Patrick James Eggle 96 Drop Top Myrtlewood review
An exotic bolt-on hot-rod crafted lovingly in Shropshire. Will Chris Vinnicombe have a timber tantrum?
In 2015, Patrick James Eggle’s glorious Macon Carved Top scooped a highly commended badge in the `best electric guitar over £1,000′ category of our Gear Of The Year awards and heralded the return to electric manufacture of one of the UK’s finest luthiers. As we wrote at the time, “and what a return” – the chambered double-cut was a work of fine six-string art with serious tones, glorious tonewoods and a fabulous neck.
Georgia is once again on Eggle’s mind as he follows the Macon (named after the city known as `the Heart of Georgia’ that gave birth to Little Richard and raised Otis Redding) with the 96 – named after the state’s west-east highway. Based on a personal gigging guitar that Eggle developed over a decade ago while living in the Netherlands, the 96 is available in Carved Top and, as here, Drop Top incarnations, the latter so-named because of the way its top follows the curve of the forearm contour.
Our review instrument’s top is a striking section of myrtlewood; Eggle, long a devotee of exotic timbers, describes its tonal properties as similar to maple, but while maple “grows like a weed” all over North America, myrtlewood (Umbellularia californica) is considerably more scarce, much-prized and native only to the coastal forests of California and southern Oregon.
It’s not just the wood that’s special or carefully chosen here; the smooth-operating Gotoh vibrato bridge features a bespoke block hand-milled from solid bell brass and custom KTS titanium saddles, while the handwound pickups come courtesy of Mojo Pickups’ Marc Ransley in West Yorkshire. All three pickups are scatter-wound and feature alnico V magnets. The neck and middle single coils are wound with 42-AWG wire and have a DC resistance of 6 and 6.2k respectively, while the 14k bridge humbucker is wound with 43-AWG wire.
If the 96 is the Fender-style yin to the Macon’s Gibson-esque yang, in common with every example of Patrick’s luthiery we’ve ever encountered, the 96’s neck feels instantly inviting. Aside from the visual appeal of the incredible figuring in the roasted maple that shimmers under lights like water lapping at the shore in some tropical lagoon, it also smells delicious – like caramel.
We’ve discussed the weight and resonance benefits of torrefaction in these pages several times of late and are confirmed believers, but it certainly doesn’t do a neck any harm when it’s also carved into a beautifully soft V shape that disappears into the smoothly rolled edges of a Santos rosewood fretboard, the access to the upper reaches of which is an absolute joy thanks to an elegantly engineered heel. We’ve said it before and we’ll doubtless say it again: Patrick knows how to make a fine guitar, alright.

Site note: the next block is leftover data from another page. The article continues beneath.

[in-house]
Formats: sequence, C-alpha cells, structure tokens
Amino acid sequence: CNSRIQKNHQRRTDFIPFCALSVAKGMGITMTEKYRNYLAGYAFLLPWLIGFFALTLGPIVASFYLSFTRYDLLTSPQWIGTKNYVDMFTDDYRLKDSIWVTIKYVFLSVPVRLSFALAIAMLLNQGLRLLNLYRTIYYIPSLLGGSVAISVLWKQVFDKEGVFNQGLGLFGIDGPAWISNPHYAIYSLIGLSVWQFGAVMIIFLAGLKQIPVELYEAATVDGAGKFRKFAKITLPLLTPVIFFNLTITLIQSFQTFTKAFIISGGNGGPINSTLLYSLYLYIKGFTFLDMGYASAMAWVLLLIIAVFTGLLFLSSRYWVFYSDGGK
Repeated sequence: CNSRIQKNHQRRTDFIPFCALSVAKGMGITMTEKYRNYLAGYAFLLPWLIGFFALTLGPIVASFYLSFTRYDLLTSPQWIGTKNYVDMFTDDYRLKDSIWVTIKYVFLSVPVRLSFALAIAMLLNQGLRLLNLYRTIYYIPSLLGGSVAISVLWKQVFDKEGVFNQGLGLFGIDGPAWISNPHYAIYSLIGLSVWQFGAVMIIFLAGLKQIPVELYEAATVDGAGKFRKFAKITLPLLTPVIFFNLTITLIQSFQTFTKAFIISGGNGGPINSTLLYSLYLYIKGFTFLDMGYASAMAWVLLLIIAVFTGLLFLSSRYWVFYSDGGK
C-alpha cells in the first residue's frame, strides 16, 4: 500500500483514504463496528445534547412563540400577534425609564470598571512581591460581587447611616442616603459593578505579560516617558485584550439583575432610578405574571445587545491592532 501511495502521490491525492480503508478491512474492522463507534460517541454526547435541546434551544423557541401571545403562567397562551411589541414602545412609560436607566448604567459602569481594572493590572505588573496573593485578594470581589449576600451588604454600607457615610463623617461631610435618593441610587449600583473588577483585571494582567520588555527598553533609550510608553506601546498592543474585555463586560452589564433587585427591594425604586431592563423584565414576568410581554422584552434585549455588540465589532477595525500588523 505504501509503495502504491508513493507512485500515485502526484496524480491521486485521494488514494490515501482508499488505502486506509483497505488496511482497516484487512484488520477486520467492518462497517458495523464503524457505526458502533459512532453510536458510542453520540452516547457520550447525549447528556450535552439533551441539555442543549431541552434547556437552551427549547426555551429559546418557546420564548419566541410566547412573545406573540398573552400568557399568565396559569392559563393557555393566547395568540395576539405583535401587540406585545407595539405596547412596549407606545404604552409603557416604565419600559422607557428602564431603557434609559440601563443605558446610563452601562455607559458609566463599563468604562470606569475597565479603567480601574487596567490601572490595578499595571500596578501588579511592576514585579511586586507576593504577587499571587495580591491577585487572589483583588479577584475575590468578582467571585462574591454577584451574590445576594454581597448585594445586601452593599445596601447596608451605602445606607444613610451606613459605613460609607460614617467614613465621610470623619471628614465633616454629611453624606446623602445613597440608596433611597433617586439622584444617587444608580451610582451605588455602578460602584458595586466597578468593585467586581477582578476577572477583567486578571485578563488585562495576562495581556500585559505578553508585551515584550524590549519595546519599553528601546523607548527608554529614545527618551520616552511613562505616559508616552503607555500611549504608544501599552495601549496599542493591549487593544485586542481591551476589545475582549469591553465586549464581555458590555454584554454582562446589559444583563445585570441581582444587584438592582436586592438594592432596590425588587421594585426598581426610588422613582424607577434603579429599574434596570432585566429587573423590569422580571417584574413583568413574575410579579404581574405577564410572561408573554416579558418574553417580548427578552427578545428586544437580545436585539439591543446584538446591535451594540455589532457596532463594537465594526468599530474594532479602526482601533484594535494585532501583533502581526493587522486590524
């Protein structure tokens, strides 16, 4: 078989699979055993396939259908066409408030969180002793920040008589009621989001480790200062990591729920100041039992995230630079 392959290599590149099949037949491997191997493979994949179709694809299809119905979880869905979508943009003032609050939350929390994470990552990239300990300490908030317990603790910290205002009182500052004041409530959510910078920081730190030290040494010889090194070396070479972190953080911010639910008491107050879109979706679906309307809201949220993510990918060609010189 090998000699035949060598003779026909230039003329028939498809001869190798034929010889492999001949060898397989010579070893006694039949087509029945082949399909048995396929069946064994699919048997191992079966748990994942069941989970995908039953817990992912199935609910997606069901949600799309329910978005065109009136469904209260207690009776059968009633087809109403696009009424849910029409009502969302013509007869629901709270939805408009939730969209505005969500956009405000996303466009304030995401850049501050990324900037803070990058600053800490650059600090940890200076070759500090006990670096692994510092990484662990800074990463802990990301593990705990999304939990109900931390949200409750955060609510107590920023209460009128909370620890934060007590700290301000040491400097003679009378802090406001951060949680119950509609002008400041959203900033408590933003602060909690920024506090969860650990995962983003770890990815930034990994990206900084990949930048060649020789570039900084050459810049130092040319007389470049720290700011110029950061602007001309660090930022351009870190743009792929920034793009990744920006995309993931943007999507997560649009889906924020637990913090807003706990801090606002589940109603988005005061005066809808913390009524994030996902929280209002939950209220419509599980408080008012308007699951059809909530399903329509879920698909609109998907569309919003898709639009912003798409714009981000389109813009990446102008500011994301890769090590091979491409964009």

With a hotter-than-vintage output, there’s plenty of power under the Mojo bridge humbucker’s brushed cover, but crucially there’s character too. Into a hot tweed amp with a decent amount of volume, we end up spending more time than is decent lost in chewy Americana riffs and chords. If you think a drop-top hot-rod S-type can’t do roots with authenticity you are sorely mistaken.
It’s louder and more raucous than our trusty Gibson ES-335’s bridge unit – also wound by Mojo – pushing our amp into overdrive much more quickly but not unmusically so. And while many guitar makers boast that rolling back the volume yields usable cleans, the 96 actually delivers in this regard, retaining treble and jangle in a highly usable way. When we unscrew the back panel, it’s no surprise that there’s what appears to be a treble bleed circuit in situ on the volume pot.
Up the gain to hard and heavy alt.rock levels and the 96 stays free of unwanted microphony, but provides a suitably robust voice for filthy rhythms, singing lead and chuggy palm-mutes. The single coils provide a bright, cutting and percussive array of Strat-type clean tones with explosive dynamics and no hint of mud, while the pull-push tone control offers yet more variation with its stealthy bridge pickup coil-split.
Overall, the 96’s single-coil voices have a sonic signature that pushes us towards the funkier end of the S-type spectrum, and although there are some cool blues tones to be had when you boost the mids, they lean closer to slick and suited than they do to down and dirty.
Patrick James Eggle 96 Drop Top Myrtlewood
• Price £2,995 (inc hard case)
• Description Double-cutaway electric guitar, made in UK
• Build Swamp ash body with myrtlewood drop top, roasted flame maple ‘soft V’ neck, Santos rosewood fingerboard with 22 Sintoms 230140 frets and mother-of-pearl dot inlays, Tusq nut
• Hardware Modified Cosmo Black Gotoh vibrato bridge with titanium saddles and brass block, Gotoh locking tuners
• Electrics 2x Mojo single coils (neck and middle), 1x Mojo humbucker (bridge), 5-way blade pickup selector, master volume, pull-push master tone (activates
• Scale length 25.5”/648mm
• Neck width 42.8mm at nut, 51.4mm at 12th fret
• Neck depth 19mm at first fret, 22mm at 12th fret
• String spacing 34mm at nut, 54mm at bridge
• Weight 7.9lbs/3.5kg
• Finish Natural top, ‘Dark Grained’ matt limed back
• Options Flame or quilt maple, walnut and curly koa tops; neck P-90 also available
• Contact Patrick James Eggle Guitars 01691 661777
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